trip to the north
The student's council kindly organised a trip to the north of Israel, to give us desert dwellers a taste of what Israel is really like. I have been in the south for so long that the word Israel instantly conjures up images of the desert, but its not what the rest of Israel sees. As soon as you cross Bersheva on the way up north, the landscape changes. Bersheva is on the the boundary of the water divide and this is easily discernible even to the casual observer: the vegetation changes dramatically, and the density of houses, settlements increases all the time before tapering off at the very north. We first stopped at Ramat HaNadeev, at a park built (there's no other word for it) in the memory of Baron Rothschild: the great benefactor. I'd been to the park before on a spider hunting session, but never entered the actual park, we had just hung out in the semi wild area. This time we entered the park, and it was a stark contrast from the neighboring areas: it was carefully manicured and with impeccable order. We wandered around for a while before visiting the crypt, where the Baron and his wife are buried. It's carved out of the 'Rock of Israel', whatever that may be, and looked all the world like a cave. There was a small star of David on the wall opposite the grave. After that we did the Mt Meron Loop, a small trek around the peak of the highest mountain in Israel. Well there's some debate, because Mt Hermon is technically higher, but the peak belongs to Syria. It was nice being in a forest, with an actual canopy , and to see the undergrowth of shrubs, something that you would never see in artificial forests or plantations.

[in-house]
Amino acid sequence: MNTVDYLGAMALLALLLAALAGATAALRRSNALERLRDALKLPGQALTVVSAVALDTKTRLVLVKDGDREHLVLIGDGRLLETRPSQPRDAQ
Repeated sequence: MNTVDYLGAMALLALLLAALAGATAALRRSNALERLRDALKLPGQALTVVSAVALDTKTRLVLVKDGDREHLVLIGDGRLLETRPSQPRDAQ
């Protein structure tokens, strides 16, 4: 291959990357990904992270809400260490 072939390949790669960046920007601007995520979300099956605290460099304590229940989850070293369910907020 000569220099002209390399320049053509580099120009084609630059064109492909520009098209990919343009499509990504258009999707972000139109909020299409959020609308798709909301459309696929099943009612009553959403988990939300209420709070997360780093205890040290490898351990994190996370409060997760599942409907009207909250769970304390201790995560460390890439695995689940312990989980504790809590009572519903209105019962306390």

The day was getting on so we hurried out of there to the Druze village of P'kiin where we were staying at a youth hostel. We landed there and with time to kill before dinner, we decided to take a look around the village. It was called a village , but it looked more like a small town to me. A small town with lots of ups and downs. We wandered around trying to find a coffee place, but either because of Sabbath or because the village itself kind of winds down in the evening, we couldn't find anything open. Well thats not entirely true; there was a carpet shop open and a small store, where surprisingly enough they sold mate. Apparently some guy from the Druze village had been to Argentina many years back and brought back mate, and consequently everybody adopted it instantly. Now with the influx of immigrants from Argentina, it's easier to find mate everywhere. The Argentinians in our group were thrilled to bits. Anyway, with nothing to do in the village we headed back to the hostel wondering where the downtown area was; if there was one and what the young people hang out, other than randomly going up and down the slopes in their cars. Met some kids on the way, kids eager at the sight of obvious foreigners and I tried to overhear what they were saying, but it sounded neither Hebrew nor Arabic. So for the first time in Israel, I asked them if they spoke Hebrew, and they immediately replied that they knew Hebrew, which didn't really answer my question, come to think of it. Anyway, the reason I asked them was that I'd heard before that the Druze practiced a religion separate from that of Judaism or Islam, and that they kept it a secret. I was wondering if they had a separate language as well (it turned out that they didn't, it was the accent that confused me).